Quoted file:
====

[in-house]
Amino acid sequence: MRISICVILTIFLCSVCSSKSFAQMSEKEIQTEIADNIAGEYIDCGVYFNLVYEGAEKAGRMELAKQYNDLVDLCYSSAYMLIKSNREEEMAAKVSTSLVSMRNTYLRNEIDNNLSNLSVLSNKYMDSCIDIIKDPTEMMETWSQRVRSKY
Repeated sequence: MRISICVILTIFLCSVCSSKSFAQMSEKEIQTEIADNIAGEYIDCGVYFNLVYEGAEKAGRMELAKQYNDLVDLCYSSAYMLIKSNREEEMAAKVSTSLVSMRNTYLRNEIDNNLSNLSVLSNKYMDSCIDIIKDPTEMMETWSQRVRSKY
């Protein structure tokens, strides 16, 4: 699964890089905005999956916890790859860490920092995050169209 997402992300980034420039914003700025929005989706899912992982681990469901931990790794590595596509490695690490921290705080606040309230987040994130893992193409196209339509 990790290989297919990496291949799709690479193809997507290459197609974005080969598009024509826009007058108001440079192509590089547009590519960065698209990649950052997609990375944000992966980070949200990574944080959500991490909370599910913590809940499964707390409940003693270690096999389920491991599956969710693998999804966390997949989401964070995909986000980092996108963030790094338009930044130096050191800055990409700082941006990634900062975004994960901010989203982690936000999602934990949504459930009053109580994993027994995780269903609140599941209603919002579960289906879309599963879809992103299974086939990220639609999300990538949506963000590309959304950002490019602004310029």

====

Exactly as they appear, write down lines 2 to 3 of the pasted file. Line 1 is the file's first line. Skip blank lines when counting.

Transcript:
Amino acid sequence: MRISICVILTIFLCSVCSSKSFAQMSEKEIQTEIADNIAGEYIDCGVYFNLVYEGAEKAGRMELAKQYNDLVDLCYSSAYMLIKSNREEEMAAKVSTSLVSMRNTYLRNEIDNNLSNLSVLSNKYMDSCIDIIKDPTEMMETWSQRVRSKY
Repeated sequence: MRISICVILTIFLCSVCSSKSFAQMSEKEIQTEIADNIAGEYIDCGVYFNLVYEGAEKAGRMELAKQYNDLVDLCYSSAYMLIKSNREEEMAAKVSTSLVSMRNTYLRNEIDNNLSNLSVLSNKYMDSCIDIIKDPTEMMETWSQRVRSKY